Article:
English and often Spanish dictionaries, but they can hit a fair number of pass- words with the contents of any popular baby name book. Other poor password
selections include common numbers and numbers that follow a common format such as phone numbers and social security numbers.
Compounding the problem, many users set the same user name and password for all accounts, allowing hackers to have a field day with a single harvested password.
Forgot Your Password?
Join the club. So have 8 out of 10 computer users
Hackers and Crackers
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That’s something to consider before you use the same password for Facebook as you use at school or at work.
Many users also make NO effort whatsoever to create useful passwords. In Decem ber 2009, the website RockYou was attacked and the passwords of 32 mil-
lion account holders exposed. In the attack aftermath, data security firm Imperva analyzed those passwords. As is the case with most accounts that don’t ban it, the
word “password” was one of the most popular passwords. Also not surprisingly, a good number of users set the password for the RockYou site to “rockyou”. Still,
it was the numeric passwords that were especially lame. Half of the top 10 pass- words were created by users who were either huge fans of Sesame Street’s Count
or insanely proud of having learned to count themselves. Those passwords? 12345, 123456, 1234567, 12345678, and 123456789. Other users in the top 10 appar-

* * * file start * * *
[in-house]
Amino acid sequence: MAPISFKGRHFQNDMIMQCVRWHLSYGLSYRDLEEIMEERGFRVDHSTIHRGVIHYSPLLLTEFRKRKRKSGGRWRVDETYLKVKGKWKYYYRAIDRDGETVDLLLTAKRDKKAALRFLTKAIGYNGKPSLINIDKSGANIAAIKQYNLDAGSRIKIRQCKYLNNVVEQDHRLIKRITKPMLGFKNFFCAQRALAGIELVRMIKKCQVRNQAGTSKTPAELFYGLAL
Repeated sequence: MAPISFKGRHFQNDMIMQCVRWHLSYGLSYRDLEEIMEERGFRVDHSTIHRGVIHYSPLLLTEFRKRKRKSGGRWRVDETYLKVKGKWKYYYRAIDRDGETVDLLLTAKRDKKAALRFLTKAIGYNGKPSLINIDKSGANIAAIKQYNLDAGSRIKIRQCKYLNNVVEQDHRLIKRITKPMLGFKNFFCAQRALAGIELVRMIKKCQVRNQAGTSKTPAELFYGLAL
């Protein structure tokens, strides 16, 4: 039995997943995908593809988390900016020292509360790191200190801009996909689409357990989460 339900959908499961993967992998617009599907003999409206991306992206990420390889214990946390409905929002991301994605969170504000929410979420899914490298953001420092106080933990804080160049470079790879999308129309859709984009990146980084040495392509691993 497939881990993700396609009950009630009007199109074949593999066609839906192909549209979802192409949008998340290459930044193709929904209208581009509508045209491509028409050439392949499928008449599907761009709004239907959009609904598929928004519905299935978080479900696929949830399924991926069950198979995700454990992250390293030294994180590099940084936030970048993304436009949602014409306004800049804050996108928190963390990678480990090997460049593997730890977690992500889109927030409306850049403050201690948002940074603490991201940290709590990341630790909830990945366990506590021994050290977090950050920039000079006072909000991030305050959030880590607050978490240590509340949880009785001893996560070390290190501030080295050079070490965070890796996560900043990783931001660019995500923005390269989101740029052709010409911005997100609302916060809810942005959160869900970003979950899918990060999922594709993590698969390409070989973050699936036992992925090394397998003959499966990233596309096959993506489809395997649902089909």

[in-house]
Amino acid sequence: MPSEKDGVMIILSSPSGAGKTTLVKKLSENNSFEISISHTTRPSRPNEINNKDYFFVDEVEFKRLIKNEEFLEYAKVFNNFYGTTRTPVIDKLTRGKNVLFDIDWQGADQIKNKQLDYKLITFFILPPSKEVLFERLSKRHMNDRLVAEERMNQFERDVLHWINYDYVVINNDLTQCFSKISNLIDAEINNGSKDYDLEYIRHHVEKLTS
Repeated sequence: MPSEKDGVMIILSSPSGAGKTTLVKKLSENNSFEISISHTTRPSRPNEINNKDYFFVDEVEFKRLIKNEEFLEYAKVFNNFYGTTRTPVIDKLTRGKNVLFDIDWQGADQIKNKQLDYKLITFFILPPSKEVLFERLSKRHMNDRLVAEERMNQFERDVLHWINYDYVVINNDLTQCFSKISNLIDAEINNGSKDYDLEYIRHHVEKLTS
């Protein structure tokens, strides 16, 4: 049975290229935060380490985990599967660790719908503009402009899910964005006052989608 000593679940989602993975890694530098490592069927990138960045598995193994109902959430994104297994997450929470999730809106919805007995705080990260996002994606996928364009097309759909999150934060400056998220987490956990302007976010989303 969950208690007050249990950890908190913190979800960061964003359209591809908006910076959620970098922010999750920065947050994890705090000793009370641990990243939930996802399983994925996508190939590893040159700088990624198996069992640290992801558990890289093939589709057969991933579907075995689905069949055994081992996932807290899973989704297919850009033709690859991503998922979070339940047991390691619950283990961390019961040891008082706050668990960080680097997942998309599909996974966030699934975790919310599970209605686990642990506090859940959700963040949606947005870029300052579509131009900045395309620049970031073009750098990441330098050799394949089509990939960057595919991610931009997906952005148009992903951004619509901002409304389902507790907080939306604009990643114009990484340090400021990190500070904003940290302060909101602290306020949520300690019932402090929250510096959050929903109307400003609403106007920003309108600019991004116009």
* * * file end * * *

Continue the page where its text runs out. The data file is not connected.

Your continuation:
ently had prior experience with sites requiring numbers and letters. They set their password to “123abc” or “abc123”. We’ve mentioned before that many computer
criminals aren’t all that bright. With passwords like this, they don’t need to be.
The key to creating a good password is to create something that someone cannot guess or easily crack. Using your pet’s name therefore is not a good technique.
Using your login name is also a bad technique because someone who knows your login or your name, since many login names are simply variations on your sur-
name, could easily break into your system.
You also want a password that isn’t easily cracked by the hacker tools. Automated password cracking tools have been around for decades now. These tools look for
common names, words, and combined words. Therefore, one of the best methods is to use non-words with special characters to create a password. Many applica-
tions require seven or eight characters. To create an ideal password, make sure it contains at least 7 characters, use both numbers and letters, throw in at least
one capital letter since most passwords are case-sensitive, and include a special symbol like , , or . For the letter portion, you can combine words that mean
something to you but would be difficult to crack. For example, Linda’s house is number 18, her pet’s name is Flash, and she loves to look at the stars at night. So
a good password for her to remember but a hard one for hackers to crack would be Flash18. Don’t be lazy and get stuck in the habit of using weak passwords.